A crystal electron accelerated by an electric field in an electronic band (a Bloch electron) shows a motion pattern that is distinctively different from a free electron. The motion of a Bloch electron is described in k-space by the acceleration theorem ∂tk = −E1 (atomic units are used). Already Felix Bloch recognized that the electron motion under the influence of a constant electric field would be oscillatory instead of unidirectional because the group velocity \({v}_{n}^{k}={\partial }_{k}{\omega }_{n}^{k}\) of an electron wave packet in band n with energy ωn flips the sign after crossing the Brillouin zone edges. However, these Bloch oscillations, one of the most intriguing and counter-intuitive corollaries of electronic bands, are difficult to observe because electron scattering prevents extended motion in k-space for static fields below the breakdown threshold.

One option to realize Bloch oscillations is to increase the lattice constant a so that the zone edge at k = π/a is closer. This was achieved by semiconductor superlattices and allowed the first observations of Bloch oscillations2,3,4. Another option is to increase the electric field sufficiently so that the zone edge is reached ultrafast before scattering destroys the wave packet. This condition can be met for intense laser pulses when the electric field is so strong that electrons cross the zone edge within one optical cycle. This was considered from the beginning as a possible mechanism of high-order harmonic generation (HHG) from transparent crystals5. For most conditions, the contribution of Bloch oscillations to HHG was reported to be weaker than other mechanisms6, such as recollision7, multiband coupling8, and motion in bands with higher spatial frequencies9. For terahertz fields it was found using a numerical switch-off analysis that Bloch oscillations contribute substantially to HHG10. Very recently, it has been reported that HHG produced by two-color fields exhibit phase variations that can be associated with reaching the zone edges11. On the other hand, the decoherence dynamics of strong-field processes in solids are disputed, with many recent calculations assuming the ultrafast loss of interband coherence with few-femtosecond dephasing times7,12,13,14,15. If the underlying reason for this ultrafast coherence loss is rooted in scattering, it is questionable how laser-driven Bloch oscillations can arise.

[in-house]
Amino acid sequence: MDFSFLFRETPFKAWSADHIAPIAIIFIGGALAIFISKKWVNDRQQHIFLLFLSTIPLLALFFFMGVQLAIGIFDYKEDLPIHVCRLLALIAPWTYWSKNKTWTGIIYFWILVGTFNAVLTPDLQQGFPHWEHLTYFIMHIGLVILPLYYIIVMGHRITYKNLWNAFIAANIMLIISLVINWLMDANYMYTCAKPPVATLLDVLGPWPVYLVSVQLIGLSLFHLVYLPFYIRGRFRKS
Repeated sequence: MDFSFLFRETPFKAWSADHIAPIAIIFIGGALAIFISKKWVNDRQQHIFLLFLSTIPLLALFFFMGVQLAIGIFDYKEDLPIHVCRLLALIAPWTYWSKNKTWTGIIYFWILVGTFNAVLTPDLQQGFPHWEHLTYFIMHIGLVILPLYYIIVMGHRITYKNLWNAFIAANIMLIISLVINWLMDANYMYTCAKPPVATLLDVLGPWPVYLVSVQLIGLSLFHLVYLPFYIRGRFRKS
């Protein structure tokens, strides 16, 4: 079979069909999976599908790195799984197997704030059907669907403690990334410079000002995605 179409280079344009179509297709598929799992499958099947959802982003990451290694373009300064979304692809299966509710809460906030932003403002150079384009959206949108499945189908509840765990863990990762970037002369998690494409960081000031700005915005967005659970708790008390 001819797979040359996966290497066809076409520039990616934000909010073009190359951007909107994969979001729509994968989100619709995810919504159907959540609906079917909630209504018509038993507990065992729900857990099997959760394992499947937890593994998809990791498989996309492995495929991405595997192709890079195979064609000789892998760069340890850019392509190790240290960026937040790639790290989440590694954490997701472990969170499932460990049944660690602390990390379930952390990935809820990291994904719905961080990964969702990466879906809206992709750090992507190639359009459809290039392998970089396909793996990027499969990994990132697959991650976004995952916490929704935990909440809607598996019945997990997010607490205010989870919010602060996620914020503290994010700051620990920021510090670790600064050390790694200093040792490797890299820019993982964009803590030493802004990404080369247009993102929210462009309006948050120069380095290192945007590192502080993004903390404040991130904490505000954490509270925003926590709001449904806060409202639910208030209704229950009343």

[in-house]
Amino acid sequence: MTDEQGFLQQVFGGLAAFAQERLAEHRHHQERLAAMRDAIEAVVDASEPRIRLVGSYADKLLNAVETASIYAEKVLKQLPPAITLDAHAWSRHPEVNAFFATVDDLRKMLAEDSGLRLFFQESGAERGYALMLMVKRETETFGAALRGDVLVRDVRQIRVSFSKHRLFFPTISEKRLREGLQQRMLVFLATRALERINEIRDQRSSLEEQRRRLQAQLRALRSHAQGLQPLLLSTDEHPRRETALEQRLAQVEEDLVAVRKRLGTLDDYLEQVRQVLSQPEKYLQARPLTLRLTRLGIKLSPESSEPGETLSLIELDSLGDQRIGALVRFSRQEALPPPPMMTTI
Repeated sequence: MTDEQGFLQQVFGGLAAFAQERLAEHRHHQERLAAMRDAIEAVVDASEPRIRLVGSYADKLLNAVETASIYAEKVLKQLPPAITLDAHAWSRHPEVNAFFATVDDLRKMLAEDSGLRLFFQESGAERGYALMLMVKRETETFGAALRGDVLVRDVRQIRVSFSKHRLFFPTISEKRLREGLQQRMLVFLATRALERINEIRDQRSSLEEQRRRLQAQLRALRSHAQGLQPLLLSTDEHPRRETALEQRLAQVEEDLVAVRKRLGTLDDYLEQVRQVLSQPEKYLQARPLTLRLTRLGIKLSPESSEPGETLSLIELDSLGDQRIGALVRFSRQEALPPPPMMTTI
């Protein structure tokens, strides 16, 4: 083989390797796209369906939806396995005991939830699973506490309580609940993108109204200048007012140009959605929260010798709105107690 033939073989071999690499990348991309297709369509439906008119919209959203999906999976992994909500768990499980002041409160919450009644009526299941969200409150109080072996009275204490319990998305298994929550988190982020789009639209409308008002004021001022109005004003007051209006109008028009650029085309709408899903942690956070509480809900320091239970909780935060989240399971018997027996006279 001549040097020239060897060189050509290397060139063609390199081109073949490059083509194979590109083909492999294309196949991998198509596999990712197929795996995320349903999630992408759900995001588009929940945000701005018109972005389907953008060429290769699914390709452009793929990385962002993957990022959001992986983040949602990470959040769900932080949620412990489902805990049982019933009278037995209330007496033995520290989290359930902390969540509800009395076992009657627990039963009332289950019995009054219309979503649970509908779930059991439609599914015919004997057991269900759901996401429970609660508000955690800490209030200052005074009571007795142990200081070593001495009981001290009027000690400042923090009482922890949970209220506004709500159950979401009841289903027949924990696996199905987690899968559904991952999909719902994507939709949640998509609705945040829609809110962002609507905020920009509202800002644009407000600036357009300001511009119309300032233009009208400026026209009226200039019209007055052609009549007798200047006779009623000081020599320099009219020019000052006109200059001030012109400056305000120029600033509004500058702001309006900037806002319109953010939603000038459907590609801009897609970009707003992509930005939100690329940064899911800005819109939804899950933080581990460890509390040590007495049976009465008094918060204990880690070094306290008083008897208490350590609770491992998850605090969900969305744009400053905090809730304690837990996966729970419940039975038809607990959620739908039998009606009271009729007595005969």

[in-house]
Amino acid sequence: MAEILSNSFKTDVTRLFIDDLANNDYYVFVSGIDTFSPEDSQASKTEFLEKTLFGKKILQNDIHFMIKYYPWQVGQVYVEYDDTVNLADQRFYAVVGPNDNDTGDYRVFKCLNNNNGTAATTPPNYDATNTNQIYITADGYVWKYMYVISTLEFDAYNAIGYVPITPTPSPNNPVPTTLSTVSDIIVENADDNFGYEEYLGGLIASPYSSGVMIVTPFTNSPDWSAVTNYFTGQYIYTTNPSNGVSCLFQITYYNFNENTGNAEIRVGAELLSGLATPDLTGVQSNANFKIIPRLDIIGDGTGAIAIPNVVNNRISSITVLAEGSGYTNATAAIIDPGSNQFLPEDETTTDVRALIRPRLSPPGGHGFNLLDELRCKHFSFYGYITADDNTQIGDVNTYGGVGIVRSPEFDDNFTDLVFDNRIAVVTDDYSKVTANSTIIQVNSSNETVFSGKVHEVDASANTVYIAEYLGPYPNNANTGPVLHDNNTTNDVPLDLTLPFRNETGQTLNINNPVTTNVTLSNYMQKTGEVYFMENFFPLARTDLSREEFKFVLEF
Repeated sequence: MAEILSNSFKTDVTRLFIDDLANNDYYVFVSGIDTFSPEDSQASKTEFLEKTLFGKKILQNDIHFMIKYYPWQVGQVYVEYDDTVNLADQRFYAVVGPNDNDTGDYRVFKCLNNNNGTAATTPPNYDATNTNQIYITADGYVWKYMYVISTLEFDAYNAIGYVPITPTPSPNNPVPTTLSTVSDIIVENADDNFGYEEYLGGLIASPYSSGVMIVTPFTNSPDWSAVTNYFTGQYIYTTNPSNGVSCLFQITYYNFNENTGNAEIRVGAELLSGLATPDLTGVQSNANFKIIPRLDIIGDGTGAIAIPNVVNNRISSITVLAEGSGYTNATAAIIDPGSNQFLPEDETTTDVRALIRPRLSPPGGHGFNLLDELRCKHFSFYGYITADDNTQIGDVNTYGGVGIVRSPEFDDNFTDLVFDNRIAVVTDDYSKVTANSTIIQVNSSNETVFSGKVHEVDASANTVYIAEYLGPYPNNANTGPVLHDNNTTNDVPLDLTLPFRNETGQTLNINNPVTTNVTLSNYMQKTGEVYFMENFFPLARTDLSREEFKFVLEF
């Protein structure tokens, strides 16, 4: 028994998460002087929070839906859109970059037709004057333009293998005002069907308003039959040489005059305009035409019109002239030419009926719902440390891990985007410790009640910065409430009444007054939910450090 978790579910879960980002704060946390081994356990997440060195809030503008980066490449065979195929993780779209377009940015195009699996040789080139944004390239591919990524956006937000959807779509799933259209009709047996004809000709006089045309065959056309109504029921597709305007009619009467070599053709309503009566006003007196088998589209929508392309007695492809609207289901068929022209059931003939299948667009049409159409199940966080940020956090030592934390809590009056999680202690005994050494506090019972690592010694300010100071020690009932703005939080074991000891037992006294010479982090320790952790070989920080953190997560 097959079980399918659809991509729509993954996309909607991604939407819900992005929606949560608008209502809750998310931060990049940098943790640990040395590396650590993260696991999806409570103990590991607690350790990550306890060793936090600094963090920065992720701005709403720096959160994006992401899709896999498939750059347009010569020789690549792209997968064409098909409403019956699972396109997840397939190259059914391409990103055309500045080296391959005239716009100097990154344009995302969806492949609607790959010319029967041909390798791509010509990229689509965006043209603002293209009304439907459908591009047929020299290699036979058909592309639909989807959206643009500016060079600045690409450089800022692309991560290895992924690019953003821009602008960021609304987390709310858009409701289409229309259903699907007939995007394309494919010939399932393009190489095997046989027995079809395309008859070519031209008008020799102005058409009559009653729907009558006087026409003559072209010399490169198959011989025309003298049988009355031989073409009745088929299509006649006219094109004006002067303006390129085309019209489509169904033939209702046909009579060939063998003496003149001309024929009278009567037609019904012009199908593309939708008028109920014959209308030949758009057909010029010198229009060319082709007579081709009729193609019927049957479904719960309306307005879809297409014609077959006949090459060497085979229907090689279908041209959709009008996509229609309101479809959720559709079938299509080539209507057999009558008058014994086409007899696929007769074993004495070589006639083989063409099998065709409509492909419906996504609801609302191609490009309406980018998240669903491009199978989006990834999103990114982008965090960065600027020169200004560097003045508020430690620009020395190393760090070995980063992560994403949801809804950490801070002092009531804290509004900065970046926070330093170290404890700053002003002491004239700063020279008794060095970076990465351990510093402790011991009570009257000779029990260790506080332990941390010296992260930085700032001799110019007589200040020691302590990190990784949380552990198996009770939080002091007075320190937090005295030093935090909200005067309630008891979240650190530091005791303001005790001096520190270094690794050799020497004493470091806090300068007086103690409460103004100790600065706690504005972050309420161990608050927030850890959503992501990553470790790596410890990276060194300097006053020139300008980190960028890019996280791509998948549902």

For low-order harmonics, it is commonly accepted that ionization gains importance as the damage threshold is approached16. Recently, the influence of step-wise ionization on intraband currents has been discussed17,18,19. When the electrons begin to cover a significant range of the first Brillouin zone, the contribution of Bloch electrons to low-order harmonics is expected to change, as visualized in Fig. 1. An electron promoted to the conduction band (n = 2) generates the current \(J(t)=-{v}_{2}^{k(t)}\). With a rather short-range trajectory at low intensities, the current contains mainly fundamental frequencies. With increasing intensity, the electron motion becomes anharmonic and contains increasingly more third harmonic frequencies.

Fig. 1: Current generated by Bloch electrons.
figure 1